Accidental Innuendo: In The '50s, "boob" was used as slang with a similar meaning to "idiot" or "silly person". The line "My goodness, Pam, did you ever see such a pair of boobs?" in the very first novel in the series was presumably innocent originally, then.
Alternative Character Interpretation: How much of Alison's 'feather-headed' persona and hero-worshipping habit is due to her home life? We never see or hear about Alison's father, only her mother (who's even more of a Brainless Beauty than Alison) and her old nurse - who's still employed by her mother despite Alison being in boarding school - who adores Alison and keeps talking about how wonderful she is. How much of Alison's low marks are because she wasn't taught to study properly in her younger years, because intelligence and scholastic effort aren't admired or rewarded in her home or even Obfuscating Stupidity because it isn't ladylike? She could even have an undiagnosed learning disability. As for her hero-worship, every one of Alison's 'crushes' are glamorous (appealing to someone taught that beauty is very important), and always highly confident and in the case of Miss Quentin and Miss Wilcox very successful in their chosen fields. Tailor-made to appeal to a young girl who's confused about what her path in life should be, torn between the values of her home life and the attitudes surrounding her at St Clare's, and desperately wants guidance - or failing that, a role model.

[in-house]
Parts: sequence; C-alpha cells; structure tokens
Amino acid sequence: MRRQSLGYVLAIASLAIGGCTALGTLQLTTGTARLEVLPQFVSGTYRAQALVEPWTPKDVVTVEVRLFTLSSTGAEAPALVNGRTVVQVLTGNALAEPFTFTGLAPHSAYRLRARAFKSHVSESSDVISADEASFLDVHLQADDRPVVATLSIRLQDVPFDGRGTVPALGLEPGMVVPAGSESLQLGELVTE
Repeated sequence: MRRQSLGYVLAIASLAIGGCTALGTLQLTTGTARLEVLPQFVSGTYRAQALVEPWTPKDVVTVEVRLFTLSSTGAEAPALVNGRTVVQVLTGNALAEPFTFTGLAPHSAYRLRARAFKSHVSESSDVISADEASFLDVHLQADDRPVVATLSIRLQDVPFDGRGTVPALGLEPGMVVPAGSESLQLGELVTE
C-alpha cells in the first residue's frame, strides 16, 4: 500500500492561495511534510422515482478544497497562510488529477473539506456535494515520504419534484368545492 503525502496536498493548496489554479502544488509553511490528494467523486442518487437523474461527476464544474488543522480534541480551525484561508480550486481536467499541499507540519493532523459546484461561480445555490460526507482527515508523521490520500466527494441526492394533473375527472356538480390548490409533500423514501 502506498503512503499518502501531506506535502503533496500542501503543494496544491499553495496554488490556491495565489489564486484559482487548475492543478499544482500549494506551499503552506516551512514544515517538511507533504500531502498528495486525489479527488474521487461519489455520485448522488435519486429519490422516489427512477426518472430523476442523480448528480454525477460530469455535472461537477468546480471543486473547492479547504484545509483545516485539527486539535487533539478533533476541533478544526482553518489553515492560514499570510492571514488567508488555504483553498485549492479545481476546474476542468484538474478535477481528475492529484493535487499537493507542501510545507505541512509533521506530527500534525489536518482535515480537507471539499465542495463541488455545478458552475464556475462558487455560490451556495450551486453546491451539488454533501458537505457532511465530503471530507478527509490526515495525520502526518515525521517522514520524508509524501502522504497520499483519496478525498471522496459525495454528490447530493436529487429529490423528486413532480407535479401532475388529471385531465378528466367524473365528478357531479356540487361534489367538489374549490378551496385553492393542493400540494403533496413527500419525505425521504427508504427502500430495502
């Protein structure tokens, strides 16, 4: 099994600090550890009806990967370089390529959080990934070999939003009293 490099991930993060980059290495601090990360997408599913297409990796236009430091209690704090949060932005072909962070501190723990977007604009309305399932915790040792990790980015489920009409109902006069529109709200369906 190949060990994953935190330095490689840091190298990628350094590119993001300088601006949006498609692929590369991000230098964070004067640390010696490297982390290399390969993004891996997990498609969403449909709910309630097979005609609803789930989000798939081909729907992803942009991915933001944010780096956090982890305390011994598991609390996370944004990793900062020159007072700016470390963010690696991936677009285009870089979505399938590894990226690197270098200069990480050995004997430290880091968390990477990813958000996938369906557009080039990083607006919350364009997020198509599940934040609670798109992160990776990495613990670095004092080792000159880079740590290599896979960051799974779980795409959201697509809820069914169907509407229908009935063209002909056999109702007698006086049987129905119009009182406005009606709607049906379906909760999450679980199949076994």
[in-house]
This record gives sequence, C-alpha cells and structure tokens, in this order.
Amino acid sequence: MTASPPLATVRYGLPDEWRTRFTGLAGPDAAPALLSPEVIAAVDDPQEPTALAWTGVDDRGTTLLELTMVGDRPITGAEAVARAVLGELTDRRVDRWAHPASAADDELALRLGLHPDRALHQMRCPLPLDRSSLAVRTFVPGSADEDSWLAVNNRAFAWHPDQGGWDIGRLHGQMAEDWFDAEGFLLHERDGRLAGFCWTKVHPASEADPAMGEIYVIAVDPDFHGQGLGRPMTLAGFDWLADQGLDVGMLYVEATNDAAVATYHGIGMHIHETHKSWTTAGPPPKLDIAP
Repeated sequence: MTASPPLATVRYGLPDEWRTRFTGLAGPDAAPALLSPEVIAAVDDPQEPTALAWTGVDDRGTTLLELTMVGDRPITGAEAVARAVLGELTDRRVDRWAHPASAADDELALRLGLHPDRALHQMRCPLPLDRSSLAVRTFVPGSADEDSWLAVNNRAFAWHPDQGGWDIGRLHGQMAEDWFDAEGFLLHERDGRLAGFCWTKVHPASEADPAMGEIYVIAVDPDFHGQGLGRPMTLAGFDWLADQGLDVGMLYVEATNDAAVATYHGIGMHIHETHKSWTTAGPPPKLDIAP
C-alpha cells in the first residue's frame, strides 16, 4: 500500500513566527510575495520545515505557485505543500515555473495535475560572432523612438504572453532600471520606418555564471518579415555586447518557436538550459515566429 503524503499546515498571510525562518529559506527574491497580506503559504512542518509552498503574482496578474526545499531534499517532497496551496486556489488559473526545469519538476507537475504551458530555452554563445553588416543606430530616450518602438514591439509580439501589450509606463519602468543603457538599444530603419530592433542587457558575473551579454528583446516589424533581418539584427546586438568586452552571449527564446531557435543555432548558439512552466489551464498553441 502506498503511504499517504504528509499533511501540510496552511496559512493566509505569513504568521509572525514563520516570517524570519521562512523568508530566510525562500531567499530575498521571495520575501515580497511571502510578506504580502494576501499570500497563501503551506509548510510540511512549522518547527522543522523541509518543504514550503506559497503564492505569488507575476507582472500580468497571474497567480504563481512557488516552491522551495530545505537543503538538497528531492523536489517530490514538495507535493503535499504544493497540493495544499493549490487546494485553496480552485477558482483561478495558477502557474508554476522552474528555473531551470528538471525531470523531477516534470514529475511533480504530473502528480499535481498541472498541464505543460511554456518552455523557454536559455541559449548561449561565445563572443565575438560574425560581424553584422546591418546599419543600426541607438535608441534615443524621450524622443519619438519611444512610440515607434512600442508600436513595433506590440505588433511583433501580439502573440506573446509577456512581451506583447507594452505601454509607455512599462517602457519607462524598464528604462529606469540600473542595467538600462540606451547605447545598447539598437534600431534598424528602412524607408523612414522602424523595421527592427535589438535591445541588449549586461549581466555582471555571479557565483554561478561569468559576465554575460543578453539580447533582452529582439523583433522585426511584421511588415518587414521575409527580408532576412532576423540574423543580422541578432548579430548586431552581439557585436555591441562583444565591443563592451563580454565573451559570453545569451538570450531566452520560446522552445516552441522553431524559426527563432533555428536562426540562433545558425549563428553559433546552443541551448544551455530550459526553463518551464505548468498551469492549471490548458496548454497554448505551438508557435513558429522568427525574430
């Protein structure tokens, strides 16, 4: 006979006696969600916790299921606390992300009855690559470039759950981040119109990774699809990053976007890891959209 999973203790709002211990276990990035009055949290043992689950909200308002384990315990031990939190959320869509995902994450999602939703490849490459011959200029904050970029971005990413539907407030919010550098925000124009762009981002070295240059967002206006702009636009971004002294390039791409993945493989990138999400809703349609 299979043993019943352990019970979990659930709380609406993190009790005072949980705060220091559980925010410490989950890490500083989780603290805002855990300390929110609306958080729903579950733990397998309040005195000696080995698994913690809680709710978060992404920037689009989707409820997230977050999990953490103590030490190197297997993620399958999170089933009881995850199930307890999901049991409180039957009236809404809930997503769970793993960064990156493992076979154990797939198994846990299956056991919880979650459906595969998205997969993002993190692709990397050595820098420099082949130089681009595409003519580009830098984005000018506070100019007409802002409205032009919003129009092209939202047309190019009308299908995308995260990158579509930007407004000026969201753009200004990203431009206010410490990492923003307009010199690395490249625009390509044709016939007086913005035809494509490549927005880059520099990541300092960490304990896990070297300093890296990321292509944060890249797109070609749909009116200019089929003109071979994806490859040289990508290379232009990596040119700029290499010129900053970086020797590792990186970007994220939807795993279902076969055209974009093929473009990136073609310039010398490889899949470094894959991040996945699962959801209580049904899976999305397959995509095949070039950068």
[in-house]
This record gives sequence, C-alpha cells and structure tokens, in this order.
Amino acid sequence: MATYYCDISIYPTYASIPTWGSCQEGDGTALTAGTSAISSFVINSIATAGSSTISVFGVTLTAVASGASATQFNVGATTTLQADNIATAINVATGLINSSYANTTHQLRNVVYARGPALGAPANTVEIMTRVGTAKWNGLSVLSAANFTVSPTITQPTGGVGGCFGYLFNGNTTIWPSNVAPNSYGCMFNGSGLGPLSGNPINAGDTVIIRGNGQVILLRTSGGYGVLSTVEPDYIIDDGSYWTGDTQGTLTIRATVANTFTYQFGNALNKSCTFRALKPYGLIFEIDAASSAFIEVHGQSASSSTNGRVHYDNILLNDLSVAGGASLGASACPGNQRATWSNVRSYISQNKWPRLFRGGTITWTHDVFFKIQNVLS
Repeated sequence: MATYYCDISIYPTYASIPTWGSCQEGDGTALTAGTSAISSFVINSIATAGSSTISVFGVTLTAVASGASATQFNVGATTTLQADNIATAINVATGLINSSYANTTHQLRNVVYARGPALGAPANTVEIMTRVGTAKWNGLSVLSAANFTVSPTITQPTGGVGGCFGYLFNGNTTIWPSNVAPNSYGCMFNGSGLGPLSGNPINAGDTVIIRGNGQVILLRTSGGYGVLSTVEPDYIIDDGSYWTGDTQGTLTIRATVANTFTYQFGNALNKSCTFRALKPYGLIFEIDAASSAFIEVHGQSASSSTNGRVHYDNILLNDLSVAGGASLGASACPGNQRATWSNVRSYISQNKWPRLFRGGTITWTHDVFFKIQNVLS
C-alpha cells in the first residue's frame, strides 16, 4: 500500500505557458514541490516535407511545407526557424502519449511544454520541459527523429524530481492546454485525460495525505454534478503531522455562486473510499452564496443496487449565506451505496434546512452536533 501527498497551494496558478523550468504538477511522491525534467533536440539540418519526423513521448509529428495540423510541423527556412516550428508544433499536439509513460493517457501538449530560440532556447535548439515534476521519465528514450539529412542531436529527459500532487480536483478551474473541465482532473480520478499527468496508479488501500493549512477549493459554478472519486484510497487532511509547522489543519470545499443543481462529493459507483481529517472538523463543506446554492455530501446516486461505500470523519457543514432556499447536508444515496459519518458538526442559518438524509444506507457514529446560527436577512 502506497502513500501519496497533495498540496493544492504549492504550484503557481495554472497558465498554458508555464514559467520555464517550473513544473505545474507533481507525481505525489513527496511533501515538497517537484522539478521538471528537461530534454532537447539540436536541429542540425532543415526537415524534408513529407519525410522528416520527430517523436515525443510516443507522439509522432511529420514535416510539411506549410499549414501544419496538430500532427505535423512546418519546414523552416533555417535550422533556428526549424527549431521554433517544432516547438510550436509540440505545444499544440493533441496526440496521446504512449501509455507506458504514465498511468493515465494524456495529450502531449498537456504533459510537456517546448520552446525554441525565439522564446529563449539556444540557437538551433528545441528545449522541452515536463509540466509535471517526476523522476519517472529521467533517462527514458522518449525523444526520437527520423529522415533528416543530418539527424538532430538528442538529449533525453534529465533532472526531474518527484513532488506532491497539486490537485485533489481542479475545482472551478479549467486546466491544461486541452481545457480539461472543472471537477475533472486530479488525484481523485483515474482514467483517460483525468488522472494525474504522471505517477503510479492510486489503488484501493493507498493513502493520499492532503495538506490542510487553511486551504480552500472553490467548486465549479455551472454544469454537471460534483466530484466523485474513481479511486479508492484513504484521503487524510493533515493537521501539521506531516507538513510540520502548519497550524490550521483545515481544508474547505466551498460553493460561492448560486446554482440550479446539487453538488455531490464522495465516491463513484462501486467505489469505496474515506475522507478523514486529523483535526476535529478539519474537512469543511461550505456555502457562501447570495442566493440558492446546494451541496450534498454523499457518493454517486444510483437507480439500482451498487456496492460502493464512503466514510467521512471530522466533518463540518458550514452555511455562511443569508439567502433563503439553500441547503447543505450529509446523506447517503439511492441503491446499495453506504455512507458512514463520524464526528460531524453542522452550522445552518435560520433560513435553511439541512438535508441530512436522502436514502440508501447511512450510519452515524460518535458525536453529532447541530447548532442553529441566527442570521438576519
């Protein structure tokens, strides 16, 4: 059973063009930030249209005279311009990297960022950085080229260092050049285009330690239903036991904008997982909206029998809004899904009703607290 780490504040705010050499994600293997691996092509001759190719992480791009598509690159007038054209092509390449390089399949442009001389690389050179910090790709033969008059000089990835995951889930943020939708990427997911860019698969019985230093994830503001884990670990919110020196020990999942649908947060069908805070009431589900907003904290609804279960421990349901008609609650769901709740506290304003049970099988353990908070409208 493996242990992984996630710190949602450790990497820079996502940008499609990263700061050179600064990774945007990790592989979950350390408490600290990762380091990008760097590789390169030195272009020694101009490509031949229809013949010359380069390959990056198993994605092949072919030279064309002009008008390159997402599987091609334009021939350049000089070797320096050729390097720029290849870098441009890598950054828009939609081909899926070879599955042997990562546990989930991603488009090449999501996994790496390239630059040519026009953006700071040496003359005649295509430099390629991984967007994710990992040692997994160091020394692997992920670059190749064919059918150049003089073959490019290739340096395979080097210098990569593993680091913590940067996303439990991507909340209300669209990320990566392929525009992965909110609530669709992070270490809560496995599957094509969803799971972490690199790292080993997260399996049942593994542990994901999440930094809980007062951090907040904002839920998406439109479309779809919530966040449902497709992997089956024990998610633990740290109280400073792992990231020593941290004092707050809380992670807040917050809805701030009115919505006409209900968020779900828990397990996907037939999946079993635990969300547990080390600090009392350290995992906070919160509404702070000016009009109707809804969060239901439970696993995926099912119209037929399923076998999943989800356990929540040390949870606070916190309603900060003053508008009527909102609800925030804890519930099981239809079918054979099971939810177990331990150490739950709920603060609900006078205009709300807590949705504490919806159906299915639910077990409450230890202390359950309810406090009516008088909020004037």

There's also a lot of subtext in the crushes younger girls who "admire" Angela have in the later books. Being a bit of an Alpha Bitch (although perhaps without so much alpha), she frequently takes advantage of their affections to make them do chores for her, sets them up in rivalries with each other or takes sadistic pleasure in hurting their feelings. Just look at this:
[after jealousy over Jane putting Mirabel's games practice above doing chores for her Angela tells Jane to] "...go and find Violet Hill and send her to me. She can do my jobs instead of you."
Jane was horrified at this outburst. She had given her heart to the beautiful, radiant Angela and now it was treated as rubbish! Angela didn't want her any more. She would have that silly Violet Hill who adored Angela from afar and would do anything to get a smile from her.
Jane gave a sob and rushed out of the room. In a few minutes Violet Hill came in, thrilled to be sent for. Angela gave her orders in a lazy voice, amused to see how the little first former almost trembled with excitement as she tidied up the room and hung on Angela's lightest word.
Narm: In-Universe, Anne Marie's poetry is considered laughable due to how melodramatic, teary and overwrought it is (except by the teacher, who considers it to be a rip-off of her own poetry and isn't amused).